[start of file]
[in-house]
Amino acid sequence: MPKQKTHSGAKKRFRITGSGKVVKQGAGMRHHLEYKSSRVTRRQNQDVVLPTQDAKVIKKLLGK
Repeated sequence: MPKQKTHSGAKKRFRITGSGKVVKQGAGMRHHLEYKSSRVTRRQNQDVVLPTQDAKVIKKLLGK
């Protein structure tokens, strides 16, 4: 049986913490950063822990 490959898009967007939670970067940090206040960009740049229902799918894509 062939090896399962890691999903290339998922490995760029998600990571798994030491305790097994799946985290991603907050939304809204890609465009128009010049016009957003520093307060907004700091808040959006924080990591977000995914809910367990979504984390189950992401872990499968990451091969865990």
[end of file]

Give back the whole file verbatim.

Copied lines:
[in-house]
Amino acid sequence: MPKQKTHSGAKKRFRITGSGKVVKQGAGMRHHLEYKSSRVTRRQNQDVVLPTQDAKVIKKLLGK
Repeated sequence: MPKQKTHSGAKKRFRITGSGKVVKQGAGMRHHLEYKSSRVTRRQNQDVVLPTQDAKVIKKLLGK
């Protein structure tokens, strides 16, 4: 049986913490950063822990 490959898009967007939670970067940090206040960009740049229902799918894509 062939090896399962890691999903290339998922490995760029998600990571798994030491305790097994799946985290991603907050939304809204890609465009128009010049016009957003520093307060907004700091808040959006924080990591977000995914809910367990979504984390189950992401872990499968990451091969865990």